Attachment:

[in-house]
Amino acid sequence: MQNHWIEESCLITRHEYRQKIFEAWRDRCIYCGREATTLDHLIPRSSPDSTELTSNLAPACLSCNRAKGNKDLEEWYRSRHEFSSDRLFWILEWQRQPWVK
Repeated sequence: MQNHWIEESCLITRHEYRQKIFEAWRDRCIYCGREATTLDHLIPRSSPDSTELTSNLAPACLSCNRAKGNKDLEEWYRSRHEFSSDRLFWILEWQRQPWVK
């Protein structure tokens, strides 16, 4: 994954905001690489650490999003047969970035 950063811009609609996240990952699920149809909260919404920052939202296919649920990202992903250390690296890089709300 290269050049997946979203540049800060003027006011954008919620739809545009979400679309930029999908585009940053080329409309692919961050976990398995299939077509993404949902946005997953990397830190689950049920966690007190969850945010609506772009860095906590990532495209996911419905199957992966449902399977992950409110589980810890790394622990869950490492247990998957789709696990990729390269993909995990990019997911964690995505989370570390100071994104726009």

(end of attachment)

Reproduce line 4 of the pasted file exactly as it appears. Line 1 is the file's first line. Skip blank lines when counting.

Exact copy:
């Protein structure tokens, strides 16, 4: 994954905001690489650490999003047969970035 950063811009609609996240990952699920149809909260919404920052939202296919649920990202992903250390690296890089709300 290269050049997946979203540049800060003027006011954008919620739809545009979400679309930029999908585009940053080329409309692919961050976990398995299939077509993404949902946005997953990397830190689950049920966690007190969850945010609506772009860095906590990532495209996911419905199957992966449902399977992950409110589980810890790394622990869950490492247990998957789709696990990729390269993909995990990019997911964690995505989370570390100071994104726009």